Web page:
Review: Hermit and the Recluse (Ka + Animoss) – Orpheus vs. The Sirens


There are some rappers out there whose minimalism and low-key, low-rumble style of hip-hop can be effective without having to dumb anything down. Examples of those (at least, to me) are Roc Marciano, Earl Sweatshirt, Flatbush Zombies, and on this edition: Ka.

Kaseem Ryan (aka Ka) is a New York rapper and FDNY fire captain hailing from Brownsville, Brooklyn. A former member of the group Natural Elements back in 1993, he has been making solo efforts under his name since 2008, such as Iron Works, The Night’s Gambit, and of course Honor Killed The Samurai which that was one of my top albums of 2016, and 2 years later, we have the follow-up to that.

Oh, and in case you’re wondering why I put Hermit and the Recluse in there, this is a collaboration with him and L.A.-based producer Animoss, who’s worked with artists like Joey Bada$$ and Roc Marciano in the past. Collaborations like this aren’t new for Ka (he did Days With Dr. Yen Lo with Preservation), so how’s the album overall?

Well… I already have Denzel Curry, Jean Grae + Quelle Chris, Roc Marciano, Pusha T, Westside Gunn and Freddie Gibbs on my top rap albums this year, and guess what? From the moment the first song played on this album, Orpheus is up there too. This album is phenomenal!

Like his previous albums, Ka has always spat about the trials and tribulations of the street life but through a loose concept. The Night’s Gambit involved chess; Honor Killed The Samurai had the samurai code of bushido, and now Orpheus vs. The Sirens has Greek mythology. The first sign of that is the starter of the album “Sirens,” with a sample taken from the TV Movie Jason and the Argonauts with Orpheus convincing Jason to be a part of his crew on his ship. This smoothly transitions into the song, and Ka definitely brings it with these verses.

Weighin’ the crime, still payin’ for mine, haunted by the Three Furies
Should discover y’all brothers instead of throwin’ signs that divide you
It ain’t never shoot you, just headed to you with nines
It’s the Hydra
Being deprived of the papes made a lot of mistakes in my era
Hard life course you needed white horse to defeat the Chimera
Every morning wake, never caught a break, revealed I was jinxed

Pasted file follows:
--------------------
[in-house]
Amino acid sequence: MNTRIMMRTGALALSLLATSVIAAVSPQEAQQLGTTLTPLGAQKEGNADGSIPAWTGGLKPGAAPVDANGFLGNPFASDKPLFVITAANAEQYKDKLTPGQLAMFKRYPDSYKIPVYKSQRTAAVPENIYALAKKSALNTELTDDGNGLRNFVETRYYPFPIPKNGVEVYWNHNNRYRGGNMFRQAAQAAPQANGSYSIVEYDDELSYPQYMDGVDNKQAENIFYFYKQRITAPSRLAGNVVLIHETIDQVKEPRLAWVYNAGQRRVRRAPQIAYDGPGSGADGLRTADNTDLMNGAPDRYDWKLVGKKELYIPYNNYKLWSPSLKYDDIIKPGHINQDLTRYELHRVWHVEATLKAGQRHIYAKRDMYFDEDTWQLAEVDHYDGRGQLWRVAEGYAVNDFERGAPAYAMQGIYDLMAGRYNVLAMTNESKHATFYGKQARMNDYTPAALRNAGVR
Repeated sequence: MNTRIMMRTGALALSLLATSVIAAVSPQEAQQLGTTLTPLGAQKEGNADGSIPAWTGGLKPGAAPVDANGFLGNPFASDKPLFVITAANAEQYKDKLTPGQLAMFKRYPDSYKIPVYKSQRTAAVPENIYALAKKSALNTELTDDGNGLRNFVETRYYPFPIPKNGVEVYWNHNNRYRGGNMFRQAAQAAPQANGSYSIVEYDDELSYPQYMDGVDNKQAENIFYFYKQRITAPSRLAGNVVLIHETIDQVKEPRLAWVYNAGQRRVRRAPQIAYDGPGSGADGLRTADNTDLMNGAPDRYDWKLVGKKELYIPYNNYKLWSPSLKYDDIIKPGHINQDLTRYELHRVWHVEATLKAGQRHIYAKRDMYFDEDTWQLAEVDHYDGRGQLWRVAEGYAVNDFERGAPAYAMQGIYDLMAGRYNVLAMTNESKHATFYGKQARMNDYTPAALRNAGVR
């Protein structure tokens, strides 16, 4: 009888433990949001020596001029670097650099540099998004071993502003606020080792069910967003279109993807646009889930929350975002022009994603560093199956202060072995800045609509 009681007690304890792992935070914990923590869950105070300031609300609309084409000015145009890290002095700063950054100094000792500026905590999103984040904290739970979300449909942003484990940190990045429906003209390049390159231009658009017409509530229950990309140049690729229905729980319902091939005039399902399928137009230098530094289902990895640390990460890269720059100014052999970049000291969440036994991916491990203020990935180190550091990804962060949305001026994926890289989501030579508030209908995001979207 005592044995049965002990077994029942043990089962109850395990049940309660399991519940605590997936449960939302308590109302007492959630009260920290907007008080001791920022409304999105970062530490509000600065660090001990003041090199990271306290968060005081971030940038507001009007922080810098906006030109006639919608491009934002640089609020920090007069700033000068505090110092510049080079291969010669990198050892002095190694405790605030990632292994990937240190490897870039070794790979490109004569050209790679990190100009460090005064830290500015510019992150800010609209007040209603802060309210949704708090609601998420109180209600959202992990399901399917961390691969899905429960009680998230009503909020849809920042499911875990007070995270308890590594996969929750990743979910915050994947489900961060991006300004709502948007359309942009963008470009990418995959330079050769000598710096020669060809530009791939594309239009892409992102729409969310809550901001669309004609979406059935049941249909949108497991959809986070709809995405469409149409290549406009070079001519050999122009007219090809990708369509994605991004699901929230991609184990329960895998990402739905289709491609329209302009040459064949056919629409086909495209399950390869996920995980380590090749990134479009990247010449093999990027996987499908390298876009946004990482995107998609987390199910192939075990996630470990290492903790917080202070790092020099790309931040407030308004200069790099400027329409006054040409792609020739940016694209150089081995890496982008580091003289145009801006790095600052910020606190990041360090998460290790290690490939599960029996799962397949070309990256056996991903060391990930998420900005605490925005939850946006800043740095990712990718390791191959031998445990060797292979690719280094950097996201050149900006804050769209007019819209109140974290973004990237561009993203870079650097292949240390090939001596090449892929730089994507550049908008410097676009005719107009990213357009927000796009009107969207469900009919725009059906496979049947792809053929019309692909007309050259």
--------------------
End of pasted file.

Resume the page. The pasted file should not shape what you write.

To be the man deciphers life’s riddle or get killed by the Sphinx

Yes, there is a lot of Greek mythology references, but they’re not used in a way that’s gimmicky. It’s very akin to his previous works: a cinematic experience but on wax. “Atlas” is used with Ka having to reflect on his burden as an artist and a man, similar to Atlas’ task of holding up the earth for an eternity. “Hades” not only has some great delivery, especially noting that his brother Kev (whom he collaborated on a group called Nightbreed) passed away in 2015. but even a rare guest feature from folk-rock musician Citizen Cope.

“Argo” was also another track that got some attention from me as that’s the name of the ship that sailed past the Sirens, the creatures that led a lot of men to their doom, and this lyric does pique my interest:

If what you provide is not inspiring, I’m not amused
What word hurt me, Euterpe was the 9 I used
Hope you pick appropriate when this shit time to choose
Our boys hard as Spartans, if not trying hardest you try and lose

Euterpe is the goddess of music, and for Ka, that meant he went to music instead of the guns. The story of “Oedipus” (yes, it’s that same Greek tragic hero that ended up killing his father and marrying his mother) also applies here. How? Well, it’s mostly following what I mentioned along with the whole “if you’re not family, then you don’t see where we coming from” thing. These lyrics did get me to look into that:

I’m ill prepared, stupid ready
My tale on tape, super heavy
I been felled at welter and bantam weight
Apparently we ain’t family, you can’t relate

And it’s mostly that Welter and bantam weight are boxing weight class. WORDPLAY!!

One last thing to note here (on “The Punishment of Sisyphus”) is that with Ka rapping about his humility in contrast of the king Sisyphus who needed to be humbled (as he praised himself for being smarter than Zeus), he had to roll a stone up a steep hill that proved to be useless.

This is also an epic-sounding album. The production may be what Ka is known for, but it is so sonically beautiful from the use of guitars, cymbals, organs and minimal to no usage of drums, and the melodies and hooks to those tracks are ear-pleasingly gorgeous. Now with this album, this isn’t going to be for everybody, but then again I don’t think Ka ever expected making this. He made another great album that embodies the spirit of gritty East Coast rap in a compelling, experimental way, and props are given to Animoss as well for providing the excellent production. Not only is this is one of the best rap albums of this year but it’s also the best album of 2018 period.

Final Verdict: BUY IT. Hermit and the Recluse – one sermons, one produces and made this masterpiece.

Orpheus vs. The Sirens is available on CD, Vinyl, Digital Download and streaming on Obol for Charon Records. You can also purchase it on his website: Brownsville KA

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